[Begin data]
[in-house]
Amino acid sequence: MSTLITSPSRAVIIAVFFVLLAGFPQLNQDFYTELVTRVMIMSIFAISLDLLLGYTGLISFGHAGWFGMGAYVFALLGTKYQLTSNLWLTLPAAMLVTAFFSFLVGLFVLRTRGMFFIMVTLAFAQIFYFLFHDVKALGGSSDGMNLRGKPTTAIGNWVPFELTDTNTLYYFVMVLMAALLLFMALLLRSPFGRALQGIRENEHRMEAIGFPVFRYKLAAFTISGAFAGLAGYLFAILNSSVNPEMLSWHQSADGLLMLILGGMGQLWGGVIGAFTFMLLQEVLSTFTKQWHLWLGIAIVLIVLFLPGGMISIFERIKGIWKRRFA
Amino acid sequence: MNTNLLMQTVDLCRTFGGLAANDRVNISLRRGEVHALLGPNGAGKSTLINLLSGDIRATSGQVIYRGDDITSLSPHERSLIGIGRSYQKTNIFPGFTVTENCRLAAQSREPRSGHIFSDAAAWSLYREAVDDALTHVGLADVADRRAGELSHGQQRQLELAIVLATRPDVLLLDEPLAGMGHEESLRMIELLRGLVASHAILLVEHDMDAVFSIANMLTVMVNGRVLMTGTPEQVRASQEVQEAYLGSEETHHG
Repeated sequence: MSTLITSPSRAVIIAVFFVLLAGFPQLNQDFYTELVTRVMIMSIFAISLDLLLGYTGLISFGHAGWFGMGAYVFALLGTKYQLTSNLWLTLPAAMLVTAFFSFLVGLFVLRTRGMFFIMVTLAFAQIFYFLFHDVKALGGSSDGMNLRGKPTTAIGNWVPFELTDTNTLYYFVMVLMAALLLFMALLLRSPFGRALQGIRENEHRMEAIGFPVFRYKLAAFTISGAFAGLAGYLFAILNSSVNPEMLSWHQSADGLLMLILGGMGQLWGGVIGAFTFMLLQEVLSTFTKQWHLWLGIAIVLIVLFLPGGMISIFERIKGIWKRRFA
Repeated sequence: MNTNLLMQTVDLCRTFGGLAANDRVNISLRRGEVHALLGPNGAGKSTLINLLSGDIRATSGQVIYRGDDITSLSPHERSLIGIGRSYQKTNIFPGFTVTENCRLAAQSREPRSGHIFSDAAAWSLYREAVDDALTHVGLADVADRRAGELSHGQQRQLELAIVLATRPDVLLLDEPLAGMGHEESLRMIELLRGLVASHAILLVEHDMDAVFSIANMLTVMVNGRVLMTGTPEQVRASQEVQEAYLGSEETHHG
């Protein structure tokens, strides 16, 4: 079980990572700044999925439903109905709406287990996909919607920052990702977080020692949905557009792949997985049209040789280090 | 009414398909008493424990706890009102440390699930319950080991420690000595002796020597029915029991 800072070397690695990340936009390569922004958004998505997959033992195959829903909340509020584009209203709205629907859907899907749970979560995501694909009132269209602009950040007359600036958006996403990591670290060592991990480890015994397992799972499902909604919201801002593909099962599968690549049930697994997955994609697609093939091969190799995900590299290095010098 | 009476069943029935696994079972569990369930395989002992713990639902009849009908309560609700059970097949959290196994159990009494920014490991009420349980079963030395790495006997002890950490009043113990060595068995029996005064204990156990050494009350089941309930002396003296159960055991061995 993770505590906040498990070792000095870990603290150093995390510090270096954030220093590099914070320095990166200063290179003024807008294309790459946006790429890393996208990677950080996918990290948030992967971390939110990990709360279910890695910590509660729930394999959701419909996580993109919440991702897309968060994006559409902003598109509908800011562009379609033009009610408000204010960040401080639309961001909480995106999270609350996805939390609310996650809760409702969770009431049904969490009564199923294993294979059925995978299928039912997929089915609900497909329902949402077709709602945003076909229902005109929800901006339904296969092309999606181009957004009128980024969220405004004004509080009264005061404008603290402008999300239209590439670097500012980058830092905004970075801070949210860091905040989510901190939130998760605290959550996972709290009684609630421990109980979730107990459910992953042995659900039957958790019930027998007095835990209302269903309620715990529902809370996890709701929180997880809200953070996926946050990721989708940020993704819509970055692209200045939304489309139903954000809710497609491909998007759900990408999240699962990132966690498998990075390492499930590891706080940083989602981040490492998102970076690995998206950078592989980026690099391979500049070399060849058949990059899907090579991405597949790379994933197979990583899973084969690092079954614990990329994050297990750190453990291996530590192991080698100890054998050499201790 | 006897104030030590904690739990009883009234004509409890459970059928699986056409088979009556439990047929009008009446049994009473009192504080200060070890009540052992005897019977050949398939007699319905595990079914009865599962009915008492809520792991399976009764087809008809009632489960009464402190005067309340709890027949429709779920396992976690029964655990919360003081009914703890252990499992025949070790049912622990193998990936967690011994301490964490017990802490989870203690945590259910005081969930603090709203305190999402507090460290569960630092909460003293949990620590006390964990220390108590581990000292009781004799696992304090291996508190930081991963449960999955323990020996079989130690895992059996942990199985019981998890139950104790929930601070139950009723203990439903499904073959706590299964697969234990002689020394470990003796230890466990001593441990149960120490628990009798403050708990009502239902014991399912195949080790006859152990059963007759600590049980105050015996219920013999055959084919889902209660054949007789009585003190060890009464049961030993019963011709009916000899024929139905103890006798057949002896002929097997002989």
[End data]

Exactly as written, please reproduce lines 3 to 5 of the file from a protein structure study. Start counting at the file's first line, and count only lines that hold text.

Amino acid sequence: MNTNLLMQTVDLCRTFGGLAANDRVNISLRRGEVHALLGPNGAGKSTLINLLSGDIRATSGQVIYRGDDITSLSPHERSLIGIGRSYQKTNIFPGFTVTENCRLAAQSREPRSGHIFSDAAAWSLYREAVDDALTHVGLADVADRRAGELSHGQQRQLELAIVLATRPDVLLLDEPLAGMGHEESLRMIELLRGLVASHAILLVEHDMDAVFSIANMLTVMVNGRVLMTGTPEQVRASQEVQEAYLGSEETHHG
Repeated sequence: MSTLITSPSRAVIIAVFFVLLAGFPQLNQDFYTELVTRVMIMSIFAISLDLLLGYTGLISFGHAGWFGMGAYVFALLGTKYQLTSNLWLTLPAAMLVTAFFSFLVGLFVLRTRGMFFIMVTLAFAQIFYFLFHDVKALGGSSDGMNLRGKPTTAIGNWVPFELTDTNTLYYFVMVLMAALLLFMALLLRSPFGRALQGIRENEHRMEAIGFPVFRYKLAAFTISGAFAGLAGYLFAILNSSVNPEMLSWHQSADGLLMLILGGMGQLWGGVIGAFTFMLLQEVLSTFTKQWHLWLGIAIVLIVLFLPGGMISIFERIKGIWKRRFA
Repeated sequence: MNTNLLMQTVDLCRTFGGLAANDRVNISLRRGEVHALLGPNGAGKSTLINLLSGDIRATSGQVIYRGDDITSLSPHERSLIGIGRSYQKTNIFPGFTVTENCRLAAQSREPRSGHIFSDAAAWSLYREAVDDALTHVGLADVADRRAGELSHGQQRQLELAIVLATRPDVLLLDEPLAGMGHEESLRMIELLRGLVASHAILLVEHDMDAVFSIANMLTVMVNGRVLMTGTPEQVRASQEVQEAYLGSEETHHG